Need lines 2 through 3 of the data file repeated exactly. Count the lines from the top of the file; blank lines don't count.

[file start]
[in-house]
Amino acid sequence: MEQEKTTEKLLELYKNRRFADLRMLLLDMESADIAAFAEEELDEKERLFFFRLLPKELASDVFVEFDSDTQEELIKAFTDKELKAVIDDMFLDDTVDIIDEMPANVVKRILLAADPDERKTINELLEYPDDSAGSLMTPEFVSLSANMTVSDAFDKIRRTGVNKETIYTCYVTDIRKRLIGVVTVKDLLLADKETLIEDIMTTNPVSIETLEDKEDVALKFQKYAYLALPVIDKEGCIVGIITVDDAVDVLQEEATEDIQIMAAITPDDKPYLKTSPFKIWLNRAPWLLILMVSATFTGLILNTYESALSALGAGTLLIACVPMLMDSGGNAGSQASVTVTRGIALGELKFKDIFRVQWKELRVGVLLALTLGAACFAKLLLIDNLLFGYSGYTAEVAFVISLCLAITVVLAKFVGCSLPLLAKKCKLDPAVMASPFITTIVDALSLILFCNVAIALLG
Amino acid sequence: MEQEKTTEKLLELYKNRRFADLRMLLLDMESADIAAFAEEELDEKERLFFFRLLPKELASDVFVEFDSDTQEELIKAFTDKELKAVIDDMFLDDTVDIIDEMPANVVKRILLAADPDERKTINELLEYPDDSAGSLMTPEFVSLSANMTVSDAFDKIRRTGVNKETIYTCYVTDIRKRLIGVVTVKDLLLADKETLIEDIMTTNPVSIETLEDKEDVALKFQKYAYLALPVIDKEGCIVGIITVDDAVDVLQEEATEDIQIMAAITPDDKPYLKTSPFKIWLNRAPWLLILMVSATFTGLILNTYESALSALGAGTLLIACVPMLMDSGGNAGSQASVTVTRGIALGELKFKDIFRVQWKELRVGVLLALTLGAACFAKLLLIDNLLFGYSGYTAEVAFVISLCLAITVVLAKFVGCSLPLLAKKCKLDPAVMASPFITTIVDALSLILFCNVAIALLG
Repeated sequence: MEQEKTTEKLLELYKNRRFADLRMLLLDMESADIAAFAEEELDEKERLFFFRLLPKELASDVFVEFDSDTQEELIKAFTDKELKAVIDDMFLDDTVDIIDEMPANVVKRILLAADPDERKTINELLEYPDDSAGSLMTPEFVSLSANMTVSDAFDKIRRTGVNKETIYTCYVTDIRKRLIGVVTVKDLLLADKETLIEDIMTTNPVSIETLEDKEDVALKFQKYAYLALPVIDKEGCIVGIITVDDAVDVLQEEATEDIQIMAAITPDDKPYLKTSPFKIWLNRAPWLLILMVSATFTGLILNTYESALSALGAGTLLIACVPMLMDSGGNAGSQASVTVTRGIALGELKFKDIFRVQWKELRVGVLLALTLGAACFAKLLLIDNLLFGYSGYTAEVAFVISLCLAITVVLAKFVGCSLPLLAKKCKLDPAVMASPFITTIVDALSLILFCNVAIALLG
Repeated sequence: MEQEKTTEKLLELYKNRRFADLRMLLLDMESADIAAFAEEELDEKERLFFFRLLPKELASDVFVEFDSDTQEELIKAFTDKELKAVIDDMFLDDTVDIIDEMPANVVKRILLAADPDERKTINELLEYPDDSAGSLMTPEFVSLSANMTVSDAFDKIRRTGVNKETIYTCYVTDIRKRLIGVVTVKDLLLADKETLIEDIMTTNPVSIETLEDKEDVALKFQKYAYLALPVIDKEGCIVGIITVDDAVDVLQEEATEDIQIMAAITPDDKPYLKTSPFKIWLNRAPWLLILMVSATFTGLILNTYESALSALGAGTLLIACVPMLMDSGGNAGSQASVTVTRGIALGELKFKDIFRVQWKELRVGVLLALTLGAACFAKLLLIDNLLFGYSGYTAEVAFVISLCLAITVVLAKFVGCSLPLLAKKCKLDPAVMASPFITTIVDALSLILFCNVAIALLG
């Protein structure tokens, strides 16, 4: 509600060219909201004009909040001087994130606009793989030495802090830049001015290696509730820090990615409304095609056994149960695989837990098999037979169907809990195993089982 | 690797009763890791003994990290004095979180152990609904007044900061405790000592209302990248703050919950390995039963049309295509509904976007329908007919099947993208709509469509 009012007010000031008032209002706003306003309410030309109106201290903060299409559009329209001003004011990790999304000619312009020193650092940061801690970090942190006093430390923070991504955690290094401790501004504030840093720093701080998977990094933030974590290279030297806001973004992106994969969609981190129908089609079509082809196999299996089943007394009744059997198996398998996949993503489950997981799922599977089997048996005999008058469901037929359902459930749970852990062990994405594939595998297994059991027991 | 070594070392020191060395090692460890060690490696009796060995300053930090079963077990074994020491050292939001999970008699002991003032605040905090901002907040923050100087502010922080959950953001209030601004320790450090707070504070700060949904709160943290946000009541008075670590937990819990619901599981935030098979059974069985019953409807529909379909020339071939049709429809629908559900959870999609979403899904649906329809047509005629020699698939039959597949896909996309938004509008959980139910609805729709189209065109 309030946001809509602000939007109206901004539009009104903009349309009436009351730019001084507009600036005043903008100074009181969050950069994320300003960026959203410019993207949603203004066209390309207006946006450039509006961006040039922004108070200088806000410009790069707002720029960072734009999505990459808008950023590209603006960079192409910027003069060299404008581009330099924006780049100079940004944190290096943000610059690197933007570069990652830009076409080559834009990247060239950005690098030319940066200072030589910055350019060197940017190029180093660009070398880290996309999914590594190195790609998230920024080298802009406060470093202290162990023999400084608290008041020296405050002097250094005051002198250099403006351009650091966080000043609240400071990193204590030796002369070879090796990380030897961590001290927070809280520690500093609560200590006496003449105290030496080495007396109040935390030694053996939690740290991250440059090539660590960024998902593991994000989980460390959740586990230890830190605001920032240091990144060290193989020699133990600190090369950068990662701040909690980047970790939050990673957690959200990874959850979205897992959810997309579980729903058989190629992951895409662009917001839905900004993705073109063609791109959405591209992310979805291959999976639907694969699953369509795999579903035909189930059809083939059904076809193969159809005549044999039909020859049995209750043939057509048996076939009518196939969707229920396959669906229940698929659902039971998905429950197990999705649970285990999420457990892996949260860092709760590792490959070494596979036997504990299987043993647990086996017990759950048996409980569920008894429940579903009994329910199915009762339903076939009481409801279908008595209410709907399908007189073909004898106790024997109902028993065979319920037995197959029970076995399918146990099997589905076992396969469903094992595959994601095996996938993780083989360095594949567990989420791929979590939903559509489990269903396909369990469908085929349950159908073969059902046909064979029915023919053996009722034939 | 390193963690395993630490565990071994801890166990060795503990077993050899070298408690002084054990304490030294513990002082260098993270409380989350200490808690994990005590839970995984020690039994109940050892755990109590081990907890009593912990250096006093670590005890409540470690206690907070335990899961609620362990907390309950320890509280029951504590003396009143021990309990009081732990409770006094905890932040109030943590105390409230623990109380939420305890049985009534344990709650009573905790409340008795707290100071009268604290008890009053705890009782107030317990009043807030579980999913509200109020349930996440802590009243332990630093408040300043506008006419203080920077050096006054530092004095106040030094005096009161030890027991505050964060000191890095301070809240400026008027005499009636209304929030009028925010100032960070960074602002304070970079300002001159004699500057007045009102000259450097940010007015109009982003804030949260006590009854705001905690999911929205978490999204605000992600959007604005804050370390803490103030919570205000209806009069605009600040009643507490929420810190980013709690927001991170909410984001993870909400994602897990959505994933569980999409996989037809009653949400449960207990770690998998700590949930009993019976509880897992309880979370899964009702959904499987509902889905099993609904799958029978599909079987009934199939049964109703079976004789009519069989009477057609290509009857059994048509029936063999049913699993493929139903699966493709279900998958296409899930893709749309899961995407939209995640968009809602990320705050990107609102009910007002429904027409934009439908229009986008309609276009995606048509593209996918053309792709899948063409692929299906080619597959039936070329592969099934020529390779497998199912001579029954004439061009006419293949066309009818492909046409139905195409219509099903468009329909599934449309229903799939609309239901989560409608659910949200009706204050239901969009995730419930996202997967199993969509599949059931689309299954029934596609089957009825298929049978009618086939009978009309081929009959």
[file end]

Amino acid sequence: MEQEKTTEKLLELYKNRRFADLRMLLLDMESADIAAFAEEELDEKERLFFFRLLPKELASDVFVEFDSDTQEELIKAFTDKELKAVIDDMFLDDTVDIIDEMPANVVKRILLAADPDERKTINELLEYPDDSAGSLMTPEFVSLSANMTVSDAFDKIRRTGVNKETIYTCYVTDIRKRLIGVVTVKDLLLADKETLIEDIMTTNPVSIETLEDKEDVALKFQKYAYLALPVIDKEGCIVGIITVDDAVDVLQEEATEDIQIMAAITPDDKPYLKTSPFKIWLNRAPWLLILMVSATFTGLILNTYESALSALGAGTLLIACVPMLMDSGGNAGSQASVTVTRGIALGELKFKDIFRVQWKELRVGVLLALTLGAACFAKLLLIDNLLFGYSGYTAEVAFVISLCLAITVVLAKFVGCSLPLLAKKCKLDPAVMASPFITTIVDALSLILFCNVAIALLG
Amino acid sequence: MEQEKTTEKLLELYKNRRFADLRMLLLDMESADIAAFAEEELDEKERLFFFRLLPKELASDVFVEFDSDTQEELIKAFTDKELKAVIDDMFLDDTVDIIDEMPANVVKRILLAADPDERKTINELLEYPDDSAGSLMTPEFVSLSANMTVSDAFDKIRRTGVNKETIYTCYVTDIRKRLIGVVTVKDLLLADKETLIEDIMTTNPVSIETLEDKEDVALKFQKYAYLALPVIDKEGCIVGIITVDDAVDVLQEEATEDIQIMAAITPDDKPYLKTSPFKIWLNRAPWLLILMVSATFTGLILNTYESALSALGAGTLLIACVPMLMDSGGNAGSQASVTVTRGIALGELKFKDIFRVQWKELRVGVLLALTLGAACFAKLLLIDNLLFGYSGYTAEVAFVISLCLAITVVLAKFVGCSLPLLAKKCKLDPAVMASPFITTIVDALSLILFCNVAIALLG